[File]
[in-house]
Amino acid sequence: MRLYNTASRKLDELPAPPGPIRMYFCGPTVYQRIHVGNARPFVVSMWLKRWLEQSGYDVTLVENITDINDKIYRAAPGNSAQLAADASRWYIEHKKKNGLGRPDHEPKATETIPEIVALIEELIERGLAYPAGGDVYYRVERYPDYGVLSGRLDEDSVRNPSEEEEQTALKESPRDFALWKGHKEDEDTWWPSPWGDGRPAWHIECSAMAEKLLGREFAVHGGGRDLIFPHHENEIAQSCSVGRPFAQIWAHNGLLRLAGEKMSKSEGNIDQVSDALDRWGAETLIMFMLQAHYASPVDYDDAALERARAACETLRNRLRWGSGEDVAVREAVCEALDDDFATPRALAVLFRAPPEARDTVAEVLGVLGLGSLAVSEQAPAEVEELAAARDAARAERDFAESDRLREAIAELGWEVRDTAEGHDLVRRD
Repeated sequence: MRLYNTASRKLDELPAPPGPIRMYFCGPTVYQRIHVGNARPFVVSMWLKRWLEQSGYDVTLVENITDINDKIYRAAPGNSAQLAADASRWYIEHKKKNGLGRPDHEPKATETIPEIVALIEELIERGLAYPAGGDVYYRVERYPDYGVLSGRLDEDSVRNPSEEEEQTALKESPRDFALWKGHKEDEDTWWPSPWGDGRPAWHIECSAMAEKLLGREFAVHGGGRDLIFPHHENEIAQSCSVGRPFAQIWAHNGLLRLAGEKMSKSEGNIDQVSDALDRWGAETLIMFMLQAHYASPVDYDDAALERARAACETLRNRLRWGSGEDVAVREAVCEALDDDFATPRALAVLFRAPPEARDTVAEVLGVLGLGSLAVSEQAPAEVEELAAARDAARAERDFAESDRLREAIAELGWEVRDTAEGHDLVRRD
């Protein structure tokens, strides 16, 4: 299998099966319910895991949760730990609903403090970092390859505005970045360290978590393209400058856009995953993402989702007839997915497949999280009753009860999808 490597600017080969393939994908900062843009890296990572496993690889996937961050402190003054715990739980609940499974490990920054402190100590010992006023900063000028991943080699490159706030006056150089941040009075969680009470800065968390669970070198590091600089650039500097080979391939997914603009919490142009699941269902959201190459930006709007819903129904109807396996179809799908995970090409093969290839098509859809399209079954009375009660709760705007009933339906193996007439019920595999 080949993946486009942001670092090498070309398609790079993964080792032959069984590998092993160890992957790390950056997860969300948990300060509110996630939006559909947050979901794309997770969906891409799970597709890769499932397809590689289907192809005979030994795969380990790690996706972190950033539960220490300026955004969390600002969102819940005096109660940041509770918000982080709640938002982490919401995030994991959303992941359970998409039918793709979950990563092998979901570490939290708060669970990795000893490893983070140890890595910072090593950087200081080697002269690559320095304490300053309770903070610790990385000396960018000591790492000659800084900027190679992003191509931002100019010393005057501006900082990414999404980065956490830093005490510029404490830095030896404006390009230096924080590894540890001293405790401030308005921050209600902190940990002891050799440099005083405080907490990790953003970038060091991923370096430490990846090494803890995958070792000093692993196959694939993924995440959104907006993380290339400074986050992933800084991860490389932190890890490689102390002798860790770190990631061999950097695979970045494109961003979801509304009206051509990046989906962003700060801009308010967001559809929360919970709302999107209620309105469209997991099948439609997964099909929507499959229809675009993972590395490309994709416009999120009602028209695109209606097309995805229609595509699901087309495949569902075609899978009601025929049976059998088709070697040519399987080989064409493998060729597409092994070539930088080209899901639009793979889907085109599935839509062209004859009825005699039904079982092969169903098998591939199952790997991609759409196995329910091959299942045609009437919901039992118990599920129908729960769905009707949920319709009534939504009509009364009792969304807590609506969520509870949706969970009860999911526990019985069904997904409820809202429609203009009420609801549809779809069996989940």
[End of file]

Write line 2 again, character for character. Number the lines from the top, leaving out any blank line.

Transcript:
Amino acid sequence: MRLYNTASRKLDELPAPPGPIRMYFCGPTVYQRIHVGNARPFVVSMWLKRWLEQSGYDVTLVENITDINDKIYRAAPGNSAQLAADASRWYIEHKKKNGLGRPDHEPKATETIPEIVALIEELIERGLAYPAGGDVYYRVERYPDYGVLSGRLDEDSVRNPSEEEEQTALKESPRDFALWKGHKEDEDTWWPSPWGDGRPAWHIECSAMAEKLLGREFAVHGGGRDLIFPHHENEIAQSCSVGRPFAQIWAHNGLLRLAGEKMSKSEGNIDQVSDALDRWGAETLIMFMLQAHYASPVDYDDAALERARAACETLRNRLRWGSGEDVAVREAVCEALDDDFATPRALAVLFRAPPEARDTVAEVLGVLGLGSLAVSEQAPAEVEELAAARDAARAERDFAESDRLREAIAELGWEVRDTAEGHDLVRRD